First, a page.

2021 – a time to reframe healthcare 
for a better, more sustainable future

January 2021 newsletter

HIV Age Positively is a disease awareness programme that has been developed and
paid for by Gilead Sciences Ltd.

As we emerge from 2020 and begin planning for the year ahead, we are faced with a mix of optimism and uncertainty about the COVID-19 landscape. However, as a community which has gone above and beyond to support the immediate needs of people living with HIV, we know for certain that the HIV community will continue to work together this year to help those affected by the pandemic.

In 2020, Gilead launched The HIV Collective as a unified source of support and inspiration for charities and patient organisations as they adapt and evolve to the ‘new normal’ that COVID-19 has created.

Through The HIV Collective and speaking to Future Thinkers and patient organisations, it became clear that building health literacy and organisational sustainability to protect the future of services were just some of the many issues facing the HIV community during the pandemic. Gilead Sciences remains committed to collaborating with you to provide support through these challenging times and beyond.

Healthcare is changing, and so is the way we engage and learn

As part of The HIV Collective, Dr Vanessa Apea, Consultant Physician and HIV specialist at the Barts Health NHS Trust, hosted a webinar entitled ‘Changing healthcare during changing times’.

During the webinar, which focused on how HIV services are evolving in response to COVID-19, Dr Apea gave a refreshing presentation on the need for collaboration and ongoing dialogue to deliver patient care in new and innovative ways.

She also presented several pertinent insights into how people have been managing their personal health during the pandemic. Many people have been actively engaging in their personal HIV health throughout COVID-19, with many who were previously disengaged from care returning voluntarily to seek treatment. However, one of the biggest difficulties with COVID-19 has been the expectation of individuals to manage many aspects of their health independently. Additionally, it is a big ask for individuals to try to process the daily influx of new information and data surrounding COVID-19 (which has come from multiple sources, including Governments, media outlets, the internet, friends and family), and evaluating that information and how it could possibly impact them.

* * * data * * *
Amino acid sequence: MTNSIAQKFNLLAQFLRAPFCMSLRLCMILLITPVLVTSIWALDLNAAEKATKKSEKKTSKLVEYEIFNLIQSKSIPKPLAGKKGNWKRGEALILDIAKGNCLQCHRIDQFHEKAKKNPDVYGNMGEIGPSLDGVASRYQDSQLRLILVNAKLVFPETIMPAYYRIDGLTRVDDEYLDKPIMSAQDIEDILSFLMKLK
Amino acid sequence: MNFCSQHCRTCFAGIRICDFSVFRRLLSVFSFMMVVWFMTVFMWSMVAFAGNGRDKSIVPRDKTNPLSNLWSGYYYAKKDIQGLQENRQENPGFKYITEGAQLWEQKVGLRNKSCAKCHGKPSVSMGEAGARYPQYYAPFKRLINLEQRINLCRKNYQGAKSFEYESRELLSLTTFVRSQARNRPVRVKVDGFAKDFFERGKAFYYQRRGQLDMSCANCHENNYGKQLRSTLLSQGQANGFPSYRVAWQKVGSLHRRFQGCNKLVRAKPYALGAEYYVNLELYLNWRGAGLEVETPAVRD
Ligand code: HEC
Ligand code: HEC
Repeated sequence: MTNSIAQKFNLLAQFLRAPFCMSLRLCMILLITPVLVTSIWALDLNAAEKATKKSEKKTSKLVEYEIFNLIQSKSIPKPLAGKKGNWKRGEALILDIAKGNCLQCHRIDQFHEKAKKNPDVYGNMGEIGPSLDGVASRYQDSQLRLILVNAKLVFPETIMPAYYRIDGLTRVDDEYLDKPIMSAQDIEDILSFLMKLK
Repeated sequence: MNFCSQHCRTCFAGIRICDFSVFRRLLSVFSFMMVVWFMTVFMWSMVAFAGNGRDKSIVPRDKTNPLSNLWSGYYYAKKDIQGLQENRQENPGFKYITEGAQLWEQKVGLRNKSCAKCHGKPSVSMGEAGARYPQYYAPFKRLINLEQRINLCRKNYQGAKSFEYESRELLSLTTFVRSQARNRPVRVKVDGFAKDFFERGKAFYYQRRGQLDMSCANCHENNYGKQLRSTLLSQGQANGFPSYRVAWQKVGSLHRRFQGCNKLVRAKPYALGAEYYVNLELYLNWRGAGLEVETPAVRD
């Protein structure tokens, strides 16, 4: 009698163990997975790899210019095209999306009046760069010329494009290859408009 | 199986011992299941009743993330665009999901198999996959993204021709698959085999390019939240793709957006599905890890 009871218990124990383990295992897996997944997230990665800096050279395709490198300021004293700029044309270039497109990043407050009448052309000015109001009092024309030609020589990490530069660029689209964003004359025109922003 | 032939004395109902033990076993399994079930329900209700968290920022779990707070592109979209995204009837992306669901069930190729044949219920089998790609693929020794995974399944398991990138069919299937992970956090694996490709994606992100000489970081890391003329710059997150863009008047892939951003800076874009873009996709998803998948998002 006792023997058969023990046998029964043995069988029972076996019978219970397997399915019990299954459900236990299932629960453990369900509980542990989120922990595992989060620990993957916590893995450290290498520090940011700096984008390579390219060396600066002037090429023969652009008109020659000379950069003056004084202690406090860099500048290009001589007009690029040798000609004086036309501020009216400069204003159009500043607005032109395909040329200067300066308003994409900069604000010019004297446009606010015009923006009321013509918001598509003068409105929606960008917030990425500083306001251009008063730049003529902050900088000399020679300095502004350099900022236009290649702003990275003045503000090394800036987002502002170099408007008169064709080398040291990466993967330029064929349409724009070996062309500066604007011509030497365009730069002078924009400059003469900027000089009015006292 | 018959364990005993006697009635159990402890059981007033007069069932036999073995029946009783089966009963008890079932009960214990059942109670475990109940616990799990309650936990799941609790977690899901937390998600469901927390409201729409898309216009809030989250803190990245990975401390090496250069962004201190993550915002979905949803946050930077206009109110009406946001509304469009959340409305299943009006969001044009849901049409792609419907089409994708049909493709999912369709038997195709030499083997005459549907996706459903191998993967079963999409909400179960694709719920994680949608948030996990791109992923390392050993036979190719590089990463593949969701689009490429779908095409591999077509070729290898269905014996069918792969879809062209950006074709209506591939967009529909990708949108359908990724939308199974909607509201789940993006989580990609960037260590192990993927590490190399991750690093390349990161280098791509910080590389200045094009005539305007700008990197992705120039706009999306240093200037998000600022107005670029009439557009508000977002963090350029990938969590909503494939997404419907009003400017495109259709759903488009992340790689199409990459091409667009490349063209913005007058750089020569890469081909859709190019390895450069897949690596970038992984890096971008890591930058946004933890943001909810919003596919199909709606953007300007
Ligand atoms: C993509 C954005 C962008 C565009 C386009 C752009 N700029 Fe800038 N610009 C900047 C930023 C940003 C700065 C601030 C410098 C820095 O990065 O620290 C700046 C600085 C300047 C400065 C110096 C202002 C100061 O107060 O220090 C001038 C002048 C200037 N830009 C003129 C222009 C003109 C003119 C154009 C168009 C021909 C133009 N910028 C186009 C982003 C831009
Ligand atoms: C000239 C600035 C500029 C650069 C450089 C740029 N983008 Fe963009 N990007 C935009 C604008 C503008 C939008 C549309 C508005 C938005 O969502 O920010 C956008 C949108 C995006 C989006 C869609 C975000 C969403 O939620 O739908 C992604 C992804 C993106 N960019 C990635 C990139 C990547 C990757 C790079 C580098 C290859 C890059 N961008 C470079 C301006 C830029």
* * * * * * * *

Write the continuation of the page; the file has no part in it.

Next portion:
Dr Apea argued that improving wider health literacy, the degree to which individuals have the capacity to obtain, process, and understand basic health information and services needed to make appropriate health decisions,1 is crucial to protecting everyone’s health in future, and that services need to adapt to understand and reflect health literacy in order to best serve the people they’re aiming to support.

If you weren’t able to join Dr Apea’s webinar, or are keen to refresh your memory on any of the content, you can download a video and audio recording of the webinar here.

Notably, people looking to build their health literacy are increasingly relying on online sources to obtain information about medicine and health services. For instance, it was claimed last year that Google receives one billion health-related questions every day.2 However, many people, particularly older generations as well as those from marginalised and the poorest communities, do not have access to technological hardware or may not have the digital literacy to do so.3,4 Although the number of adults who have either never used the internet or have not used it in the last three months has been declining in recent years, in 2018 it was estimated that there were still 5.3 million adults in the UK in this situation.4 This effect is known as the digital divide, and the inequality it generates has a wide ranging impact, including on day-to-day life, access to educational and cultural resources, social connections and access to healthcare.5

We are living in an increasingly digital world

Digital inequality is particularly pertinent at present due to COVID-19; UK health services have embraced digital health with pace and at a scale that has not previously been seen before.5 This is despite the fact that, when asked to describe the current state of digitalisation in the UK prior to the pandemic, the majority of responses from clinicians working in primary healthcare were predominantly negative, describing digitalisation as slow, expensive and challenging.6 Even so, NHS England and NHS Wales are continuing to support the movement of primary care pathways towards a digital first approach - whereby patients access advice, support and treatment in a ‘more convenient manner’ using digital and online tools - indicating a sustained trend towards digitalisation which may last well beyond COVID-19.7,8